I’m so excited to share this interview I just did with the talented Lisa Congdon. Her book A Collection a Day just launched. Lisa illustrates for a range of clients from stores to books. She also shows her fine art in galleries. I am not sure where she finds the time but she’s also a cyclist. I’m drawn to her bold/expressive color and rich textures. Check out her blog, pick up her book and read this interview… without further adieu:
When you were little what was your favorite material to use?
I wasn’t much of an artist when I was a kid, so I didn’t touch many art supplies except in school–and even then I thought I was a horrible artist! I didn’t actually start painting or drawing until I was in my early 30’s. So when I was little, my creative outlet was sewing and I loved working with a needle and thread. I’d make clothing for my dolls, mostly. My mom is a textile artist so I grew up around a loom (she was a weaver when I was a kid) and we did lots of sewing and crafts.
Do you still like working that way?
Up until about four years ago I was a prolific sewer. That’s actually how I got my start as an artist–I was making quilted pillows and soft birds and selling them. A few of my designs were published in magazines and books. As I was consumed with sewing, I caught the general “maker” bug and started to experiment with collage and then finally got really into painting and drawing. It was the painting and drawing that stuck for me and that was the most compelling. I still love to sew but now that I am so busy with illustration I don’t have enough time for it. My sewing machine is sadly getting a little rusty!
Your mom and sister are also artists…right? Do you think you feed off of each other?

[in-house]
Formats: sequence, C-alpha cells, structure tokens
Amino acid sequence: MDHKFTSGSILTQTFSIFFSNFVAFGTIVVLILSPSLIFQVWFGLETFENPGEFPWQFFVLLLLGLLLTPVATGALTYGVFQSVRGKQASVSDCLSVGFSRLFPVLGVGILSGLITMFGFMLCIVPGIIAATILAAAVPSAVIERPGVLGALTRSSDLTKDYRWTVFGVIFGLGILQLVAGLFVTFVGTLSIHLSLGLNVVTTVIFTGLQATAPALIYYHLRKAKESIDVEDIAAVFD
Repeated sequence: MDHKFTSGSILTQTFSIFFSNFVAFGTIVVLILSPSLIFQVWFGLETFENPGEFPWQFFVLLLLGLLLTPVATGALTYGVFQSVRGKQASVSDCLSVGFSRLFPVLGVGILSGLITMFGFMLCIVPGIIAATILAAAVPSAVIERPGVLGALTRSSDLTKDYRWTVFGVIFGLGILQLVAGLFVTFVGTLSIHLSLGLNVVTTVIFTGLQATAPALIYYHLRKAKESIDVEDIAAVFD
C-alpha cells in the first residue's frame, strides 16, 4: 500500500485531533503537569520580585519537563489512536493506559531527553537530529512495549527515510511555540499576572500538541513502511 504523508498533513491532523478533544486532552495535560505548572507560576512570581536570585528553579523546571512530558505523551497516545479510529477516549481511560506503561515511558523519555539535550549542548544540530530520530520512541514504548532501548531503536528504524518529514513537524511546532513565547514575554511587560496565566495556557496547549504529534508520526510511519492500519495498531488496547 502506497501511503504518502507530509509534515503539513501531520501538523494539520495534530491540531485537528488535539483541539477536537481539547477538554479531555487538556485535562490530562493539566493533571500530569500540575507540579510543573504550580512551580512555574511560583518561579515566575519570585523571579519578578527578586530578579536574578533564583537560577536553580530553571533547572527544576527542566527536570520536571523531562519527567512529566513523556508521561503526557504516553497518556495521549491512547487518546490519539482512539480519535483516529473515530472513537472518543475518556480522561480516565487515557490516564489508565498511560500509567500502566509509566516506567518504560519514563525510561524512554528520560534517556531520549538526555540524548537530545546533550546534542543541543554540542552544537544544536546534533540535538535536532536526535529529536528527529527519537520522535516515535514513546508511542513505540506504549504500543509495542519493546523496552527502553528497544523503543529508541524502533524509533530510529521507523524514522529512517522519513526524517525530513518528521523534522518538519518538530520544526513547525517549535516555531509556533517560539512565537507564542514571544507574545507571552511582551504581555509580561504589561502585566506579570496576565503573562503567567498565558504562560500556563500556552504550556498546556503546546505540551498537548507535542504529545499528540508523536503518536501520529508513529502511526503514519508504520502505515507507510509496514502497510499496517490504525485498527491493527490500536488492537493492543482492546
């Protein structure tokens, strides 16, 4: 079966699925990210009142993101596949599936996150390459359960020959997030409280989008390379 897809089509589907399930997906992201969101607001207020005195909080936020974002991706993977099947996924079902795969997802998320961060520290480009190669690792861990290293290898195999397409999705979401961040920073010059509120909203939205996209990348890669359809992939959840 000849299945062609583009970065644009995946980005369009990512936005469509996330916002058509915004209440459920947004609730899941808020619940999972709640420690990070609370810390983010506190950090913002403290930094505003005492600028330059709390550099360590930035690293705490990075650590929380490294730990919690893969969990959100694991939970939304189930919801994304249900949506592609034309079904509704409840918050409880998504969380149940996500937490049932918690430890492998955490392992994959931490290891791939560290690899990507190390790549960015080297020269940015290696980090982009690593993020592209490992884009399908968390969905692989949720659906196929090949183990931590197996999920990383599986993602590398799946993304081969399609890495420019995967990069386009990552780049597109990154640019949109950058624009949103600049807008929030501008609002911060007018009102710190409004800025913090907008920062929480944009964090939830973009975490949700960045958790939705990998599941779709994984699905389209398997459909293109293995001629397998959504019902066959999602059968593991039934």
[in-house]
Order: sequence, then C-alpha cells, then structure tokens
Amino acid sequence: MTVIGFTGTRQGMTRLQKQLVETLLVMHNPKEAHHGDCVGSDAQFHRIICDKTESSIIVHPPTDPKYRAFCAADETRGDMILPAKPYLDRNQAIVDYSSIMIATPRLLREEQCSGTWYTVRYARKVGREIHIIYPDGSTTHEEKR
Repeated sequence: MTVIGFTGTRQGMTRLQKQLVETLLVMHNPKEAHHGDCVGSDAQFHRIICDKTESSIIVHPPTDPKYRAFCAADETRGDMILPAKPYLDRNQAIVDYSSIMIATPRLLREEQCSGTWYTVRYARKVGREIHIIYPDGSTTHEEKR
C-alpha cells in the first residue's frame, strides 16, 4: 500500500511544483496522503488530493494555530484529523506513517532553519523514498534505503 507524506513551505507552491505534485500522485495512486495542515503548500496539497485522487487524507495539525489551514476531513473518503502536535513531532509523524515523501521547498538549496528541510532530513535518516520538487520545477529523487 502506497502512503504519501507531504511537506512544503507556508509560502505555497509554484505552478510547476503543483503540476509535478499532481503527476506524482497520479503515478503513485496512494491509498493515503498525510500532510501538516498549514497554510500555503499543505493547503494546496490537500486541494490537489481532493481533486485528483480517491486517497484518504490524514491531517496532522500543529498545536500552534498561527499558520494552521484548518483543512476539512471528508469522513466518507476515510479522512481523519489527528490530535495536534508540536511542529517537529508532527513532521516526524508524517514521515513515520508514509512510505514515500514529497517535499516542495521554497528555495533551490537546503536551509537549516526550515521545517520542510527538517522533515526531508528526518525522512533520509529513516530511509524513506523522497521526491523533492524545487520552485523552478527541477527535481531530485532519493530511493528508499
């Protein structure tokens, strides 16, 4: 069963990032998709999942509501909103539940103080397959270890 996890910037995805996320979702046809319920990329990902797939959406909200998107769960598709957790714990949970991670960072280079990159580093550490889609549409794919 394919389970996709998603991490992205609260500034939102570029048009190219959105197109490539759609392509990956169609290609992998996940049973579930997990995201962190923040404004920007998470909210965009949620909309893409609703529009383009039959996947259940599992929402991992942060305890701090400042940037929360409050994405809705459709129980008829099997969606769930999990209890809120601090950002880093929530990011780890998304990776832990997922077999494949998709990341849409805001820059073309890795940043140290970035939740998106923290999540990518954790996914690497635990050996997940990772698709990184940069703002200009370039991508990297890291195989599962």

That’s an interesting question. I’m not sure we feed off of each other, but I would say we are constantly looking at each others work and inspire each other a great deal to continue to live a creative life. While we all started as sewers, at this point we do very different kinds art. My mom as I mentioned is a textile artist — for the past 15 years she has been an “art quilter” which means she makes quilts that are pieces of art (not made for laying on a bed). Most are not at all traditional quilts. She has insane technical skill and basically uses fabric to create both abstract and realistic pieces. My sister is an accomplished photographer/designer/stylist/maker (co author of 3191: A Year of Mornings and 3191: A Year of Evenings, along with the 3191 Quarterly journal). She designs and makes incredible stuff with her hands. I love what both my mom and sister do, and I think we have a true bond & appreciation for each other even though our work is very different (and it’s possible that bond and appreciation is there precisely because our work is very different!)
What made you decide to become a professional illustrator?
It’s interesting–I didn’t really decide to become an illustrator! It just sort of happened! I was painting and drawing a lot, mostly for fine art shows I was having. In 2007 I caught the attention of both Chronicle Books and Poketo, who both approached me about using my work for their products. I’d never considered illustration before that! I had so much fun working for both these clients that I began taking more illustration work. In 2009 I signed with my illustration agent, Lilla Rogers, and now it’s how I make the majority of my living.